Luci Kelemen

Luci Kelemen

Luci 'YelloRambo' Kelemen is a veteran writer mostly focusing on the industry side of esports and the design specifics of card games like Hearthstone and Artifact. His work is featured on PC Gamer, Tempo/Storm, Rivalry.gg and many other gaming sites. Twitter @luci_kelemen.

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Could Substitute Players Become The Norm In CS:GO?

CSGO Esports
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Even though the parallels between “regular” and esports always seem to imply an uneasy companionship of sorts, the rise of playing video games professionally clearly owes a lot to the models established by existing sporting franchises. Some lessons are learned, many are ignored, and while it’s evident that CS:GO, League of Legends and the like are merely the pioneers of a brand new frontier brimming with potential, many of the changes we’ve seen in esports in the last few years amid increased investor and mainstream interests seem to indicate that essentially all parties have some interest in adapting some aspects from the world of traditional sports. Case in point: substitutes would allow for a higher level of gameplay, greater consistency, fewer missed majors due to illnesses and visa issues – and it’s already happening behind the scenes.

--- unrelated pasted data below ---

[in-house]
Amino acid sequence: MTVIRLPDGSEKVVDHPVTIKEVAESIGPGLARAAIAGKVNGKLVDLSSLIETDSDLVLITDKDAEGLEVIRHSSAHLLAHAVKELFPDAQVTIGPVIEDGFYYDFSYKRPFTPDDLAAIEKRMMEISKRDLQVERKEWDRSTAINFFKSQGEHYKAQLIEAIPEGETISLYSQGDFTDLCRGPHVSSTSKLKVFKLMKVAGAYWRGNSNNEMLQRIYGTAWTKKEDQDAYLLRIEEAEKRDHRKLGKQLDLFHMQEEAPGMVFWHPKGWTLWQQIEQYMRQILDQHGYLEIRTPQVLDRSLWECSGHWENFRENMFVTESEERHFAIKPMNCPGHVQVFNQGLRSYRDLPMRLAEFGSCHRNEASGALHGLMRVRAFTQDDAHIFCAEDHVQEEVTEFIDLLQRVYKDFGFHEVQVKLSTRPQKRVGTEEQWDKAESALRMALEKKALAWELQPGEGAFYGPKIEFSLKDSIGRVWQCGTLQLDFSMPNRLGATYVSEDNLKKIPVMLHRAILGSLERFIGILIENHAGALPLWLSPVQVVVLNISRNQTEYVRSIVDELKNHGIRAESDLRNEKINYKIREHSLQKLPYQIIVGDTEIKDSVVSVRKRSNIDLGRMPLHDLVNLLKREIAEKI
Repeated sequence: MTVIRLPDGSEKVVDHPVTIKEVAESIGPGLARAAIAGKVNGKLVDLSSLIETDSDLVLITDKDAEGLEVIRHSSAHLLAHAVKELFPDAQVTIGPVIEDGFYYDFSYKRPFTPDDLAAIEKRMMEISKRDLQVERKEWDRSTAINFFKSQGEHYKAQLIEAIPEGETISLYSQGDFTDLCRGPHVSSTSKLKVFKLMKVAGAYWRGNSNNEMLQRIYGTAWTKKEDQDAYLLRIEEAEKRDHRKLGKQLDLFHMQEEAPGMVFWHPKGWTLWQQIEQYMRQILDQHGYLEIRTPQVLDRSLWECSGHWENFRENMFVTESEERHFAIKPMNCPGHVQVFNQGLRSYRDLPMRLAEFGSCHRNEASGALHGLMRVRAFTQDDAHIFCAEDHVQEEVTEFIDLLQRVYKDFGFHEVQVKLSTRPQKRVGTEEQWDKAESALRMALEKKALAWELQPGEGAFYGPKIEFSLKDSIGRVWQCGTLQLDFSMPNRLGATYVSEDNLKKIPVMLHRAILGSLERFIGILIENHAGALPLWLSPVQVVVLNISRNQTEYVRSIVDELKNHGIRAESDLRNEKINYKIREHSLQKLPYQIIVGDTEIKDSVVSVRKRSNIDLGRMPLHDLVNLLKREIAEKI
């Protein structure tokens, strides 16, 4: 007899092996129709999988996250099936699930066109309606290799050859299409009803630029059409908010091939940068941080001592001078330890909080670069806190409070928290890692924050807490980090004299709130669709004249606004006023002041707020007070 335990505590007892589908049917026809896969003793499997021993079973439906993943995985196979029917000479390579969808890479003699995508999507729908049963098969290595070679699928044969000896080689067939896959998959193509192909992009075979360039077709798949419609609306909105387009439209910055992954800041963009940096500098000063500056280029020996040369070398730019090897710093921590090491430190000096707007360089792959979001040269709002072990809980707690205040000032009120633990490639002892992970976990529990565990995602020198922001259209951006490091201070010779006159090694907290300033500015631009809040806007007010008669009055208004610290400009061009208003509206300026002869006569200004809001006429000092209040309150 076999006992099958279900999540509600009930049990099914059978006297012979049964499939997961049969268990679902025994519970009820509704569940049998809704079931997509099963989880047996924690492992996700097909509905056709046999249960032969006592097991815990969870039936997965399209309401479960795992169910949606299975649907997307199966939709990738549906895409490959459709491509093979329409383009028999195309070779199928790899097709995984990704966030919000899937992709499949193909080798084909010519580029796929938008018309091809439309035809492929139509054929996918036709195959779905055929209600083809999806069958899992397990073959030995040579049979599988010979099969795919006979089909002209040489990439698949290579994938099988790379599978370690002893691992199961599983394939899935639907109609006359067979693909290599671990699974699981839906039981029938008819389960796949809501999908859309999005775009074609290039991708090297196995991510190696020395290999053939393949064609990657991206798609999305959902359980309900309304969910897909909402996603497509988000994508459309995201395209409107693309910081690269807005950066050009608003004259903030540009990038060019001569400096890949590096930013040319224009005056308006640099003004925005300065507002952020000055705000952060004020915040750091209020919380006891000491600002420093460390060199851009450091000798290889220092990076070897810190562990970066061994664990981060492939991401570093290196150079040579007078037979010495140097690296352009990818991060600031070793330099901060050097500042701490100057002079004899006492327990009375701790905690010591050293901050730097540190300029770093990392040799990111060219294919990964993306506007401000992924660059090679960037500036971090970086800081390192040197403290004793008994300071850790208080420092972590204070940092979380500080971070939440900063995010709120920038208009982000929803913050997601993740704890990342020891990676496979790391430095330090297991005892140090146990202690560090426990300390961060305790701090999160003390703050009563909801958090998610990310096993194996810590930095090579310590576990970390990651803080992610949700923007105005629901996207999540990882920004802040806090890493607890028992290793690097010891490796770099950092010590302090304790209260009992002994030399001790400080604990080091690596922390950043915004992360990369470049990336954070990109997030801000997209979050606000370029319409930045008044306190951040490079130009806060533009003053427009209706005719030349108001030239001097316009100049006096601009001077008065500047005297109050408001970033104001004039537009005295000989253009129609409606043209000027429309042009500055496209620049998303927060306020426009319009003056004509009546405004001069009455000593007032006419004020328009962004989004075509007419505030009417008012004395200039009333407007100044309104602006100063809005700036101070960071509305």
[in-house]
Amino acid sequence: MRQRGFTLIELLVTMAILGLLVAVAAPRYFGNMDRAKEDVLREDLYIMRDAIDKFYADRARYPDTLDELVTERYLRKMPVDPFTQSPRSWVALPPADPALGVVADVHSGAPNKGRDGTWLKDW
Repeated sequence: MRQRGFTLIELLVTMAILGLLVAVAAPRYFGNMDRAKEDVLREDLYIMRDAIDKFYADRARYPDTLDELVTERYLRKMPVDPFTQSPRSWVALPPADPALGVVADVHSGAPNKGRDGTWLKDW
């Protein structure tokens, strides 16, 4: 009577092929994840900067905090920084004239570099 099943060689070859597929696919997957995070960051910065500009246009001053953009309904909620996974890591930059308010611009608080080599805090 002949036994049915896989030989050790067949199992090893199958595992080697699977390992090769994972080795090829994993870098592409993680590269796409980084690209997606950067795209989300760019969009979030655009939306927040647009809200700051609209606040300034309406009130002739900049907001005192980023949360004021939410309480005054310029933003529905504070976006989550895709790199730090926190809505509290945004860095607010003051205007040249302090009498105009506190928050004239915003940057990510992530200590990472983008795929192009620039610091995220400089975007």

More Than Five

It goes without saying that a professional Counter-Strike team already employs more than the five individuals responsible for clicking and shooting in the server. There’s a whole host of roles to fill in an organization like that: from coaches to scouts and the lowly social media manager intern; there’s a lot more to the experience than “just” playing CS:GO. These responsibilities increase exponentially when the org is present in multiple games at the same time. It makes sense to expand on the number of players in your roster as well – and something like this already works reasonably well in something like the Overwatch League. It’s a setup that could translate very well to the eternal fight between CTs and terrorists as well.

The open nature of Counter-Strike’s third-party circuit also creates additional reasons for teams to go big or go home. Unfortunately, stand-ins are a regular occurrence due to visa issues, illness-related problems or last-minute replacements, moves that tend to greatly diminish a side’s competitive potential under the current arrangement. This, coupled with the increased concern of player burnout and an ever-increasing number of events in the scene further incentivizes the organizations to expand their roster.

You could argue that FaZe Clan’s tumultuous 2018 in CS:GO already exemplifies the necessity of such an approach: even without a large roster established, they chopped and changed to the extent that they fielded seven players over the course of the year with an eighth arranged early in January 2019. Of course, that was mostly due to necessity with olofmeister’s issues and karrigan’s eventual loss of stature in the team, but it nonetheless shows that most teams already rely on more than five players over even a fairly short period of time, except for the lack of opportunity to keep them around on a permanent basis if required.